File Number XY: Dissolved

The TV program File Number XY: Unresolved Crimes is an enormous, fantastic, and mass fraud. Once a month on a Friday evening several million German and Austrian television viewers go in search of criminals, and help the police find wanted people. They are told the frightful deeds of real live villains, become eye witnesses when clues are found, and wait up steadfast in front of the TV for the first results, the final clues from Eduard Zimmermann (1) whose goal "as we all know" is to put an end to the rise in crime. The fraud is twofold: first of all, the viewers are given the impression that something is actually happening, that there is more than just talk—there is action—which is why the show is so popular. Secondly, the viewers are made to believe they have played an active role, because they were allowed to participate, and because what happens is in their own personal interests. The gangster we catch today cannot pull a fast one on us tomorrow. The whole thing is a fraud because nothing really happens, and you can be pretty sure that the felon or murderer or thief who is named today will not be the one who will get you tomorrow or the day after. In one year, thirty of the forty-five people who were wanted were caught; a mere thirty of the thousands who are operating in total freedom. This is hardly successful crime fighting, which is what the program claims to be about. And the responsibility assigned to the viewers is total nonsense, in quantitative terms alone: the two crooks whose fate millions of viewers were asked to wait up for until 10:30 on December 13 are only two among thousands. What is the point of all this? And why do the viewers fall for it?

The program is well constructed. It is an entertaining detective show. In fact, it is part of the entertainment sector of the Zweites Deutsches Fernschen (2) that broadcasts it to Germany and Austria. There may well be many more viewers than we can even imagine—especially on those days we find the show particularly irritating—who don’t fall for the fraud at all, but just watch it for fun. Still—let's look at Eduard Zimmerman’s own concept based on what he divulged at the tenth anniversary program to justify himself, and explain what he wants and what he sees as the objective of the show. There was finally some action, something was finally being done, he said. Furthermore, if we didn’t succeed in stopping the rise in crime then the danger that another strong man would . . . and so on and so forth. Besides, we really ought to consider the victims of the crimes, he said; those who are robbed and violated. They are humans too.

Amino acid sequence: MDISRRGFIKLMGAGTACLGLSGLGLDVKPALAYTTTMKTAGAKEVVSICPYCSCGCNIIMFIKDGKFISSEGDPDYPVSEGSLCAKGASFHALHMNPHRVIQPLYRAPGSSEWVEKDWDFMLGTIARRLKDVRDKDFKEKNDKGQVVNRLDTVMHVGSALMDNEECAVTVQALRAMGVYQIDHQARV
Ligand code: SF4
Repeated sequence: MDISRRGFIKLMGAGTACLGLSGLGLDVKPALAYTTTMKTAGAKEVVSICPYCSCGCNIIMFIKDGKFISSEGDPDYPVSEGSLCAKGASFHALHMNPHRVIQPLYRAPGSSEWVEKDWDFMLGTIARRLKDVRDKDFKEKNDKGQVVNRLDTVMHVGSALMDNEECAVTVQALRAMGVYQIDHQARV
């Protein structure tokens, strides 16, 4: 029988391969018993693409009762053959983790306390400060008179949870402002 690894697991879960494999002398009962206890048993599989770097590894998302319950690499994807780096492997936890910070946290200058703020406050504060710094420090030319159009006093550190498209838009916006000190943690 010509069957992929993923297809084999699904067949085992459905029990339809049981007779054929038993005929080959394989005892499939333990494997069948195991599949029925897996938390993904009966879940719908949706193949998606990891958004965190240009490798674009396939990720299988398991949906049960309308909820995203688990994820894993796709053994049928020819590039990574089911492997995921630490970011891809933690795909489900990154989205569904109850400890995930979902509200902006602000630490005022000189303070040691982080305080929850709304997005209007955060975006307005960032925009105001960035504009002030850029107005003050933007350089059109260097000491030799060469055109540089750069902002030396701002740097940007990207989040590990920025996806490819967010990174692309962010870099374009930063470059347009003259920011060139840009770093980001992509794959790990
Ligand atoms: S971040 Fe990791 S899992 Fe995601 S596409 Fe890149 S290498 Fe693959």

The trouble is that there is no action, and the viewers’ ostensible action is an illusion as well. The program’s suggestive message may well be striking a chord with the many people who feel the need to get out of their subaltern roles at work and their consumer roles at home, who want to escape the permanent condition of powerlessness, the feeling of not being the subjects of their own lives, but the objects of outside interests. The feeling of having no influence, of knowing that the people "up‬ there" do what they want anyway, the feeling of isolation in their own living rooms, the desire to pound their fists on the table—the program responds to all this, which is why the fraud is tolerated, because it responds to the need for personal action, the need to be counted, to be more than just a little cog in the machine, to be an individual who is addressed as an individual, and who is important as an individual.

Germans, as we know, are fed up with politics. Generally, they equate political engagement with National Socialism, which gave them a bad time. Along comes Herr Zimmermann, who tells them they have to help fight crime, otherwise a new Hitler will come along and do it for them. Which makes Hitler a crime fighter—but a crime fighter who overshot his target—which is why we have to beware of the next guy and clean up the country ourselves. Everyone is their own strong man, all grown up now. And in the process, the Germans’ devotion to Hitler is being retroactively justified, which could reawaken the Germans’ willingness to get politically engaged, and restore historical continuity—all part of the Germans recovering from the humiliations of the postwar period.